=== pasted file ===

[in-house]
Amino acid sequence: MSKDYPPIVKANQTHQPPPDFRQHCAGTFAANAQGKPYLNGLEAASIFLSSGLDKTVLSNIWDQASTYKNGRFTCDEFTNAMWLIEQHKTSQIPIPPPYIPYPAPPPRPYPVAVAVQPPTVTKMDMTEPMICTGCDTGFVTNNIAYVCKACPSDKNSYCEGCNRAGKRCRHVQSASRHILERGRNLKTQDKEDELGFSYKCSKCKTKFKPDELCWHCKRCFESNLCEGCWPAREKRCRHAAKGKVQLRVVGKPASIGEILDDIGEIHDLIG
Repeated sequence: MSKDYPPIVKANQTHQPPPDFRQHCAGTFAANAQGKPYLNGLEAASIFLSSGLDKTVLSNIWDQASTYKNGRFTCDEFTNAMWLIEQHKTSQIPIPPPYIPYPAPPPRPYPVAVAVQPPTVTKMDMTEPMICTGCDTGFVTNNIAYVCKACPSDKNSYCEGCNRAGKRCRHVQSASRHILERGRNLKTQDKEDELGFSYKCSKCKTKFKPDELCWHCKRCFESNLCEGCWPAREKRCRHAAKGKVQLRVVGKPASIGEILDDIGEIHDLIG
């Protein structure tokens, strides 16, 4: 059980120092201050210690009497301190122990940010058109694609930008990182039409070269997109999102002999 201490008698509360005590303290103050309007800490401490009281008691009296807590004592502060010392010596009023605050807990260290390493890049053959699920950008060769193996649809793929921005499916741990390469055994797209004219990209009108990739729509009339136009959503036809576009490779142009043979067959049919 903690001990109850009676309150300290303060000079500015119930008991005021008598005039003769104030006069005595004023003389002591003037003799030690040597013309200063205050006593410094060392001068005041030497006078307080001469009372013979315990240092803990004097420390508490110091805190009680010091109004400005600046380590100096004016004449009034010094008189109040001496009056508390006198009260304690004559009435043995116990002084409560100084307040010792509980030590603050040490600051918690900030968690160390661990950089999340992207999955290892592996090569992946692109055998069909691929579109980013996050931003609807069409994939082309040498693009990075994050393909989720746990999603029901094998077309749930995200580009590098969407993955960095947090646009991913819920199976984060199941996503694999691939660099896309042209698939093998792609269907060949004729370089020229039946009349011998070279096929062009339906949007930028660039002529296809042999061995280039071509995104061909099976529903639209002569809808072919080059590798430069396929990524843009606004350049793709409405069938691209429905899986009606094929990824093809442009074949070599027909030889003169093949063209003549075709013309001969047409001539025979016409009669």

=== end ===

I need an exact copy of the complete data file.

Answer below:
[in-house]
Amino acid sequence: MSKDYPPIVKANQTHQPPPDFRQHCAGTFAANAQGKPYLNGLEAASIFLSSGLDKTVLSNIWDQASTYKNGRFTCDEFTNAMWLIEQHKTSQIPIPPPYIPYPAPPPRPYPVAVAVQPPTVTKMDMTEPMICTGCDTGFVTNNIAYVCKACPSDKNSYCEGCNRAGKRCRHVQSASRHILERGRNLKTQDKEDELGFSYKCSKCKTKFKPDELCWHCKRCFESNLCEGCWPAREKRCRHAAKGKVQLRVVGKPASIGEILDDIGEIHDLIG
Repeated sequence: MSKDYPPIVKANQTHQPPPDFRQHCAGTFAANAQGKPYLNGLEAASIFLSSGLDKTVLSNIWDQASTYKNGRFTCDEFTNAMWLIEQHKTSQIPIPPPYIPYPAPPPRPYPVAVAVQPPTVTKMDMTEPMICTGCDTGFVTNNIAYVCKACPSDKNSYCEGCNRAGKRCRHVQSASRHILERGRNLKTQDKEDELGFSYKCSKCKTKFKPDELCWHCKRCFESNLCEGCWPAREKRCRHAAKGKVQLRVVGKPASIGEILDDIGEIHDLIG
């Protein structure tokens, strides 16, 4: 059980120092201050210690009497301190122990940010058109694609930008990182039409070269997109999102002999 201490008698509360005590303290103050309007800490401490009281008691009296807590004592502060010392010596009023605050807990260290390493890049053959699920950008060769193996649809793929921005499916741990390469055994797209004219990209009108990739729509009339136009959503036809576009490779142009043979067959049919 903690001990109850009676309150300290303060000079500015119930008991005021008598005039003769104030006069005595004023003389002591003037003799030690040597013309200063205050006593410094060392001068005041030497006078307080001469009372013979315990240092803990004097420390508490110091805190009680010091109004400005600046380590100096004016004449009034010094008189109040001496009056508390006198009260304690004559009435043995116990002084409560100084307040010792509980030590603050040490600051918690900030968690160390661990950089999340992207999955290892592996090569992946692109055998069909691929579109980013996050931003609807069409994939082309040498693009990075994050393909989720746990999603029901094998077309749930995200580009590098969407993955960095947090646009991913819920199976984060199941996503694999691939660099896309042209698939093998792609269907060949004729370089020229039946009349011998070279096929062009339906949007930028660039002529296809042999061995280039071509995104061909099976529903639209002569809808072919080059590798430069396929990524843009606004350049793709409405069938691209429905899986009606094929990824093809442009074949070599027909030889003169093949063209003549075709013309001969047409001539025979016409009669």